Mirror Neurons and Mimesis

July 30, 2009

DIBS invites you to attend a “Transcending the Boundaries Workshop” on Mirror Neurons and Mimesis: The Biological and Social Underpinnings of Imitation to be held September 9, 2009 at Perkins Library, Room 217.

This all-day program includes lunch and a reception. Registration is free, but required by September 4th. For more information, and to register, please click here.

This workshop aims to forge links between the brain, the humanities and the social sciences in a discourse about the biological and social underpinnings of imitation that spans the history of mimesis and mimetic theories in literature, language, theater and culture, and the neural and behavioral mechanisms of social learning, mirroring and imitation. It is our hope that by transcending the traditional boundaries between disciplines, we will discover novel questions and approaches that will inform us about the fundamental principles that guide social cognition and the development of culture and society.

Keynote Speakers:

Christoph Wulf, Ph.D., Freie Universit├Ąt Berlin, Interdisciplinary Center for Historical Anthropology

Christoph Wulf is the author of numerous books, including: Memesis: Culture, Art, Society.

Marco Iacoboni, M.D., Ph.D., University of California, Los Angeles David Geffen School of Medicine, Department of Psychiatry and Biobehavioral Sciences; Director of the Transcranial Magnetic Stimulation Lab at the Ahmanson-Lovelace Brain Mapping Center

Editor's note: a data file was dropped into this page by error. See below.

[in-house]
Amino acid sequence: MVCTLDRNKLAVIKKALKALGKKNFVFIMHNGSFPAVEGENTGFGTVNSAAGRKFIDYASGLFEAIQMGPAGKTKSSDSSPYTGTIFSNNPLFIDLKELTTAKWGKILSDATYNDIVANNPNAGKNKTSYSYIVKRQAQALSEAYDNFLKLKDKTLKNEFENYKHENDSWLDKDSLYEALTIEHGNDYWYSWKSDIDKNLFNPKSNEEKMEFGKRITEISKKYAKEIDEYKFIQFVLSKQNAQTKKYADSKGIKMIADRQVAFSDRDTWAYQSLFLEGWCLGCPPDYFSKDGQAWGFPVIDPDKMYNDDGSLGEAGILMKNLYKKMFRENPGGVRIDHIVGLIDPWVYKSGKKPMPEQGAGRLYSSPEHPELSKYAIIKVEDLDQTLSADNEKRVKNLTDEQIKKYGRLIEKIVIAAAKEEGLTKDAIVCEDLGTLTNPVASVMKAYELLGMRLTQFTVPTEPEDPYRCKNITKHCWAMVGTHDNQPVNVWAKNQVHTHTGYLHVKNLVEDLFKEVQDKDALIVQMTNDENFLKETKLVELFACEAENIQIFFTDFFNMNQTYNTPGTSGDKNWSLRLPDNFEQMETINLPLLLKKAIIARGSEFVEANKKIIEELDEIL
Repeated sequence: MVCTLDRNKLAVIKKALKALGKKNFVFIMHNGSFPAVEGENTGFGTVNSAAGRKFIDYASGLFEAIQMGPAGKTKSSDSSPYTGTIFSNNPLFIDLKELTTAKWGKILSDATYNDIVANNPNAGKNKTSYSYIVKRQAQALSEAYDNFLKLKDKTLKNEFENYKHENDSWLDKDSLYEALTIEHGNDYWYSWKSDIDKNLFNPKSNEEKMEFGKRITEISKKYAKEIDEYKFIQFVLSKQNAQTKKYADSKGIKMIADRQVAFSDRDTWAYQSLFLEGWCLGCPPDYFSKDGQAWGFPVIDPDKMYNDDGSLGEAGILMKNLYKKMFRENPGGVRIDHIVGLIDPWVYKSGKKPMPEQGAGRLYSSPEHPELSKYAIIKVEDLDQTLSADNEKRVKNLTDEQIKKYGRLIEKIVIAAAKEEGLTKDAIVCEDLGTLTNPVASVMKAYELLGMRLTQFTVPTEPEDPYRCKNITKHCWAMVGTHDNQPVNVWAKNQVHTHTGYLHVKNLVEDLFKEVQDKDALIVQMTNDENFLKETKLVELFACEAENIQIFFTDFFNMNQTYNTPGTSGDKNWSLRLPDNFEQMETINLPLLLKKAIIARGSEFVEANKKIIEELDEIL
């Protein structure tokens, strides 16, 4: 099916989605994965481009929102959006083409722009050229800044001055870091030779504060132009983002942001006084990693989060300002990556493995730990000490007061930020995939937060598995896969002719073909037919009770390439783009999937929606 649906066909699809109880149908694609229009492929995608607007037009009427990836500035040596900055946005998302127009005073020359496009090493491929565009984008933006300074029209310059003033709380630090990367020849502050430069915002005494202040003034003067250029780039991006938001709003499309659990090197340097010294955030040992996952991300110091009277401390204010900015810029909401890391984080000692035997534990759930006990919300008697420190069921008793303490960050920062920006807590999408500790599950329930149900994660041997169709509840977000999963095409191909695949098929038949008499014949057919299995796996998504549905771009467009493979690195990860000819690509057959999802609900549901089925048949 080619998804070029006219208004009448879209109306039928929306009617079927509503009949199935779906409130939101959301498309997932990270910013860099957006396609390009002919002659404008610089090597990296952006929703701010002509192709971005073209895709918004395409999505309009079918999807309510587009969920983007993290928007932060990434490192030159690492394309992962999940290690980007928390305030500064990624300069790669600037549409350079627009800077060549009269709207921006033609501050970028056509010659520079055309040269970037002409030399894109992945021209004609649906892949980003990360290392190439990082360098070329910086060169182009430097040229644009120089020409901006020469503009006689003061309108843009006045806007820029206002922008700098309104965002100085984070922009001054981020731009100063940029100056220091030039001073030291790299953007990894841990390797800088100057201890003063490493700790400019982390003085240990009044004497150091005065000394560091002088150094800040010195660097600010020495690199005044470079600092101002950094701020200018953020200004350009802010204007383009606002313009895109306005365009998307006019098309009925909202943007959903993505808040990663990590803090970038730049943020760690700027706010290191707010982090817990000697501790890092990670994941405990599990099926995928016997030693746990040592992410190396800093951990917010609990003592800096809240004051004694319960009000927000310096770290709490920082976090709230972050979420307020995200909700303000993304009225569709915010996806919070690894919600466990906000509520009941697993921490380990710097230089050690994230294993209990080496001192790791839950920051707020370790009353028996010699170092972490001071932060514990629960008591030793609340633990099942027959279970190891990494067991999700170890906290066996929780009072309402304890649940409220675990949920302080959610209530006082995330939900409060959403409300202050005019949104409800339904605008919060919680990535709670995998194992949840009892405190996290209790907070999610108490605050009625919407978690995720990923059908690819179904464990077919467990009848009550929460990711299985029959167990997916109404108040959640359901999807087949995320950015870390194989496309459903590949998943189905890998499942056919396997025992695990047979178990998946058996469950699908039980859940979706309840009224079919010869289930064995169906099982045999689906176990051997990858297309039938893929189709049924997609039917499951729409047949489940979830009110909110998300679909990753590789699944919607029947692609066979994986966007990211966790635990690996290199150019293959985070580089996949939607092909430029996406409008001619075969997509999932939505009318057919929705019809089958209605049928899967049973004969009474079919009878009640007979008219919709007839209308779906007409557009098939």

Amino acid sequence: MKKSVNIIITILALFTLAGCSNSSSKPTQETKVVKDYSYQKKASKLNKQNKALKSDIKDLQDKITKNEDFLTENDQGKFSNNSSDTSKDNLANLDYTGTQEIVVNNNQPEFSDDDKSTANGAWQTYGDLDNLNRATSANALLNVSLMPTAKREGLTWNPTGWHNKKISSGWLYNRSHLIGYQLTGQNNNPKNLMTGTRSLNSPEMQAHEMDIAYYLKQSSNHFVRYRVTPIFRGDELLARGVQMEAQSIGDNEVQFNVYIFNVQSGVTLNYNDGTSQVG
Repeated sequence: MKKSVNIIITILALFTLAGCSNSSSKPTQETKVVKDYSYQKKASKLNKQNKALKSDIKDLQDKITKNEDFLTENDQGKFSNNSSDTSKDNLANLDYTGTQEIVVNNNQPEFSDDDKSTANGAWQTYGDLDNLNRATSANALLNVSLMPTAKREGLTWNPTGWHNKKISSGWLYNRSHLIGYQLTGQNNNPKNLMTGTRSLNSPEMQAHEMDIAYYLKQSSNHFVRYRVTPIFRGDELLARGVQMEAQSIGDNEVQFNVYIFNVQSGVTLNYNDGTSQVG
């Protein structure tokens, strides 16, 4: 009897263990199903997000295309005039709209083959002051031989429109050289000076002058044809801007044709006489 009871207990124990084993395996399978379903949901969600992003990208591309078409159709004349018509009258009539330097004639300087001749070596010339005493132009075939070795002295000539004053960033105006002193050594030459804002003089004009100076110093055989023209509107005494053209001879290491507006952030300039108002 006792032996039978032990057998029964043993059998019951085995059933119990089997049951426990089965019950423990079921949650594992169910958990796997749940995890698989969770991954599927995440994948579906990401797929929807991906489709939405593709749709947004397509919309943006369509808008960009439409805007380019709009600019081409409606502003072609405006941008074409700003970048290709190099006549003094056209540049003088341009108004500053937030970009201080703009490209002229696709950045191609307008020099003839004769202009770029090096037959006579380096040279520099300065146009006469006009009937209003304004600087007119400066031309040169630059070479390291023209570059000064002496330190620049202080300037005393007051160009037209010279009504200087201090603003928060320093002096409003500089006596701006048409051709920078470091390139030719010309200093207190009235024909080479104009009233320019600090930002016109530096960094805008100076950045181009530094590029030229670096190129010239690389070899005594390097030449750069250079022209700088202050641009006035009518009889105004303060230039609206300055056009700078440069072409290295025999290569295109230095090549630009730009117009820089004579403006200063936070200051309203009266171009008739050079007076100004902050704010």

Marco Iacoboni’s book on mirror neurons is entitled Mirroring People: The New Science of How We Connect with Others.

Duke Faculty Speakers:

Tanya Chartrand, Ph.D., Duke University, Fuqua School of Business

Christine Drea, Ph.D., Duke University, Department of Evolutionary Anthropology

Anne Garreta, Ph.D., Duke University, Department of Literature

Margaret Greer, Ph.D., Duke University, Department of Romance Studies

Deborah Jenson, Ph.D., Duke University, Department of Romance Studies

Richard Mooney, Ph.D., Duke University Medical Center, Department of Neurobiology

Michael Platt, Ph.D., (Discussion Moderator), Duke University Medical Center, Department of Neurobiology & Director, Center for Cognitive Neuroscience

Gordon Worley, M.D., Duke University Medical Center, Department of Pediatrics, Co-Director, Duke Autism Program

Research Themes

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About DIBS

The Duke Institute for Brain Sciences (DIBS) was created in 2007 as a cross-school, campus-wide, interdisciplinary Institute with a commitment to building an interactive community of brain science research and scholarship.